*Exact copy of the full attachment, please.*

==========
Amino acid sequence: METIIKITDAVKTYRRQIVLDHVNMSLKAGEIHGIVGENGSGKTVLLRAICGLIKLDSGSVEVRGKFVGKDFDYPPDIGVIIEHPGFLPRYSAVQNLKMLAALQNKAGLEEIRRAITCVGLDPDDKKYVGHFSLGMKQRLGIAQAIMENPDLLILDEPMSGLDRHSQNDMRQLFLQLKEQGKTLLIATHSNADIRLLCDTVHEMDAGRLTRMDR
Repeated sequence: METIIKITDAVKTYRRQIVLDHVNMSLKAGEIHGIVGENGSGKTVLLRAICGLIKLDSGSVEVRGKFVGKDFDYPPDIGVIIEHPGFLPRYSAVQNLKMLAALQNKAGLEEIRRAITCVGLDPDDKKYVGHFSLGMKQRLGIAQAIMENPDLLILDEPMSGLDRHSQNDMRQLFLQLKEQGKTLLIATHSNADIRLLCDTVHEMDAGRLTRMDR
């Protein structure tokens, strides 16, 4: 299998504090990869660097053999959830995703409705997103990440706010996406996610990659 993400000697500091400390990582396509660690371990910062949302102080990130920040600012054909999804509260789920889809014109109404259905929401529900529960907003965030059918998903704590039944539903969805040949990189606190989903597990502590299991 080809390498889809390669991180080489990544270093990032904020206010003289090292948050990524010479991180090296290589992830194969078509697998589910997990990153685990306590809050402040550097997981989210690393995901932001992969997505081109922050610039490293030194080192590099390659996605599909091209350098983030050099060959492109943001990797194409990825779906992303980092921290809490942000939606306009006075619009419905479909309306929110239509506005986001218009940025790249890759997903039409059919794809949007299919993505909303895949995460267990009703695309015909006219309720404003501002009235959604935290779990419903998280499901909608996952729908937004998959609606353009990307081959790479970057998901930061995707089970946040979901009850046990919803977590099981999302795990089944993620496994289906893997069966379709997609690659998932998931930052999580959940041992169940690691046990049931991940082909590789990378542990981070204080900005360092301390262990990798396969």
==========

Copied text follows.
Amino acid sequence: METIIKITDAVKTYRRQIVLDHVNMSLKAGEIHGIVGENGSGKTVLLRAICGLIKLDSGSVEVRGKFVGKDFDYPPDIGVIIEHPGFLPRYSAVQNLKMLAALQNKAGLEEIRRAITCVGLDPDDKKYVGHFSLGMKQRLGIAQAIMENPDLLILDEPMSGLDRHSQNDMRQLFLQLKEQGKTLLIATHSNADIRLLCDTVHEMDAGRLTRMDR
Repeated sequence: METIIKITDAVKTYRRQIVLDHVNMSLKAGEIHGIVGENGSGKTVLLRAICGLIKLDSGSVEVRGKFVGKDFDYPPDIGVIIEHPGFLPRYSAVQNLKMLAALQNKAGLEEIRRAITCVGLDPDDKKYVGHFSLGMKQRLGIAQAIMENPDLLILDEPMSGLDRHSQNDMRQLFLQLKEQGKTLLIATHSNADIRLLCDTVHEMDAGRLTRMDR
């Protein structure tokens, strides 16, 4: 299998504090990869660097053999959830995703409705997103990440706010996406996610990659 993400000697500091400390990582396509660690371990910062949302102080990130920040600012054909999804509260789920889809014109109404259905929401529900529960907003965030059918998903704590039944539903969805040949990189606190989903597990502590299991 080809390498889809390669991180080489990544270093990032904020206010003289090292948050990524010479991180090296290589992830194969078509697998589910997990990153685990306590809050402040550097997981989210690393995901932001992969997505081109922050610039490293030194080192590099390659996605599909091209350098983030050099060959492109943001990797194409990825779906992303980092921290809490942000939606306009006075619009419905479909309306929110239509506005986001218009940025790249890759997903039409059919794809949007299919993505909303895949995460267990009703695309015909006219309720404003501002009235959604935290779990419903998280499901909608996952729908937004998959609606353009990307081959790479970057998901930061995707089970946040979901009850046990919803977590099981999302795990089944993620496994289906893997069966379709997609690659998932998931930052999580959940041992169940690691046990049931991940082909590789990378542990981070204080900005360092301390262990990798396969």